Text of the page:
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Portland-based firm names four new owners and marks its 25th anniversary

It's been 25 years since Holst Architecture was founded and 2017 marks a major turning point for the firm's future.

This month, Holst Architecture's ownership was turned over to Kim Wilson, Kevin Valk, Dave Otte and Renée Strand. SUBMITTED: HOLST ARCHITECTURE - This month, Holst Architectures ownership was turned over to (from left to right) Renée Strand, Kevin Valk, Kim Wilson and Dave Otte.

"It's really exciting, the four of us are extremely pumped about what's going to come in the future," Otte told the Business Tribune. "We've been planning this for awhile, it's nice to have it finally here and we're ready to focus on what's happening next."

Holst Architecture was founded in 1992 by John Holmes and Jeff Stuhr in an attic. Now, the firm employs 37 professionals in Portland's Central Eastside and has been recognized in more than 50 national, regional and local awards.

"We actually started a strategic plan four or five years ago with John and Jeff, the previous owners, and part of that strategic plan was working on ownership transition," Otte said. "This is something that's been in the works for quite a while, it's been a very careful process."

The four new partners have 54 years of combined architectural experience. The plan for Holst's future from here includes various upcoming projects in Oregon and Idaho that will be educational, commercial, affordable housing, nonprofit projects and hospitality space.

"Not much is going to change. We're going to keep doing the same types of projects we've been doing, with the same groups of clients we've been working with repeatedly," Otte said. "We want everybody to know that we're still doing everything we've been doing, we just have different owners now and we're super excited — it's going to be business as usual."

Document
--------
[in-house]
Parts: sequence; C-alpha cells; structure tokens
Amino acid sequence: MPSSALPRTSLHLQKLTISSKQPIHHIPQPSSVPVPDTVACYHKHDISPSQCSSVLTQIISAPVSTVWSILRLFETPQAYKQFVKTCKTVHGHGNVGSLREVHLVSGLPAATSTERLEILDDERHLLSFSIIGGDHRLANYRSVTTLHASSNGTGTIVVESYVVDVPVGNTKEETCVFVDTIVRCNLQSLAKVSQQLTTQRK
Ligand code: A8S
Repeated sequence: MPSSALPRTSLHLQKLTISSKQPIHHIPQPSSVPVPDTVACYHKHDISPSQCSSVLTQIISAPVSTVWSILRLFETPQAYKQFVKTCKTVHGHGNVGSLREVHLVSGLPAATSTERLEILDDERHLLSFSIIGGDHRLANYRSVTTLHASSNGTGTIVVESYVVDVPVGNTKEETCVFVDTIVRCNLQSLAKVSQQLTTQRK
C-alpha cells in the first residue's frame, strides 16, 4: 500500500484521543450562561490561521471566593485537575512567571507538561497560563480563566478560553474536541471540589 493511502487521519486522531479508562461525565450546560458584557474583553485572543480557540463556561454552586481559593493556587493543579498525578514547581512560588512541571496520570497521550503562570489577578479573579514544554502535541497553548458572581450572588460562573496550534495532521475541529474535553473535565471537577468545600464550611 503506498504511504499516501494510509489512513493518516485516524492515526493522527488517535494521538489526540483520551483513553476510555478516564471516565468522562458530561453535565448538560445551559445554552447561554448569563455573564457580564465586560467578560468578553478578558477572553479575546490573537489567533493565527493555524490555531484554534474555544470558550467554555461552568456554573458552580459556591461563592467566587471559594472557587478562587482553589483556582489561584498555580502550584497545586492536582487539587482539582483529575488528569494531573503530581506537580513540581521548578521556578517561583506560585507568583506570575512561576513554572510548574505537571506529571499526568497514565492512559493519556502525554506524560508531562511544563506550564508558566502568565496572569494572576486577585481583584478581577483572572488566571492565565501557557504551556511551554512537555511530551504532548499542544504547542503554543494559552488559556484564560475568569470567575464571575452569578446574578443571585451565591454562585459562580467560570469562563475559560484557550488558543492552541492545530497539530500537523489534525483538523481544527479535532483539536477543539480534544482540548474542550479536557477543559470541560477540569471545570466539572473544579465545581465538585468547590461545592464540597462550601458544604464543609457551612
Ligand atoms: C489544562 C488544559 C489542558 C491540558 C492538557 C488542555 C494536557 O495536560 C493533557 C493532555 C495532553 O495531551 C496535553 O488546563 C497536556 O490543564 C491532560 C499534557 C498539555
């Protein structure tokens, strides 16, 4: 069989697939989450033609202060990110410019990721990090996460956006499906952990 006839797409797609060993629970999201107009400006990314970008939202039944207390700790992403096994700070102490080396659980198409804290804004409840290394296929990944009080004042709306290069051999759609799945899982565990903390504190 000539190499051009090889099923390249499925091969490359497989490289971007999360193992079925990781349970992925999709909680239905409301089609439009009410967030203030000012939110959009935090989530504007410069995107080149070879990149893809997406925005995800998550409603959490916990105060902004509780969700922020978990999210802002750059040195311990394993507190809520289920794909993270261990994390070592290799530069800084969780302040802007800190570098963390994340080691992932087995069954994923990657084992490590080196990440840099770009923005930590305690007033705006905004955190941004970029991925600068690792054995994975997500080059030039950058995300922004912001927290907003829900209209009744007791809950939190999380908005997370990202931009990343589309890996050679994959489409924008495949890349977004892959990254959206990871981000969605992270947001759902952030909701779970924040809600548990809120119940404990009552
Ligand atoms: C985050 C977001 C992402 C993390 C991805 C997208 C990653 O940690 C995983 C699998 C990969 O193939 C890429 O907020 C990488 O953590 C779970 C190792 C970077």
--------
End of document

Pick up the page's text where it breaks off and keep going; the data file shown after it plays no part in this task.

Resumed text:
Otte himself is the architect on the 1400 Lloyd project, replacing the Lloyd Center IMAX surface parking lot.

"Absolutely I'll stick with my projects and my clients, and 1400 Lloyd should be starting construction here in a couple of months," Otte said. "We're finishing up the building permit right now, have land use approval, design review complete and are working through the final details with the building inspectors and plans."

1400 Lloyd, which includes close to 700 residential units, was approved before the City passed the inclusionary zoning policy, which would have required a percentage of units to be rented as affordable instead of market-rate.

"Inclusionary zoning is having a big affect on the city — I heard 14,000 units got turned into the City (trying to get permits) before the change takes place," Otte said. "It's going to be quite a workload at the city for quite awhile."

By Jules Rogers
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While 1400 Lloyd — a superblock project in an iconic district — is likely to make waves, Holst's completed signature projects include: SUBMITTED: HOLST ARCHITECTURE - Holsts signature projects include the 2015 One North building.

  • 1998: Pacific Northwest College of Art. Holst's first major commission.
  • 2000: The Jean Vollum Natural Capital Center. Built for Ecotrust, this adaptive-reuse project was the first LEED Gold historic renovation in the nation.
  • 2005: The Belmont Lofts. This multi-family development set the bar for density and urban living on Portland's east side.
  • 2008: Hotel Modera. Transformed from a motor lodge into a boutique destination, Holst created a courtyard out of a parking lot.
  • 2009: Ziba Headquarters.
  • 2011: Bud Clark Commons. Combating homelessness with this landmark building, it includes comprehensive social services, shelter and deeply affordable housing.
  • 2013: Karuna House. This residential construction maximizes energy efficiency in a passive home that creates more electricity than it uses.
  • 2015: One North. This mixed-use hub is for creativity and community, and has a low-carbon footprint.
  • 2016: Open School East. In Rockwood, struggling kids can re-engage with academics and the community, adjacent to the Boys and Girls club coming this year — also designed by Holst.
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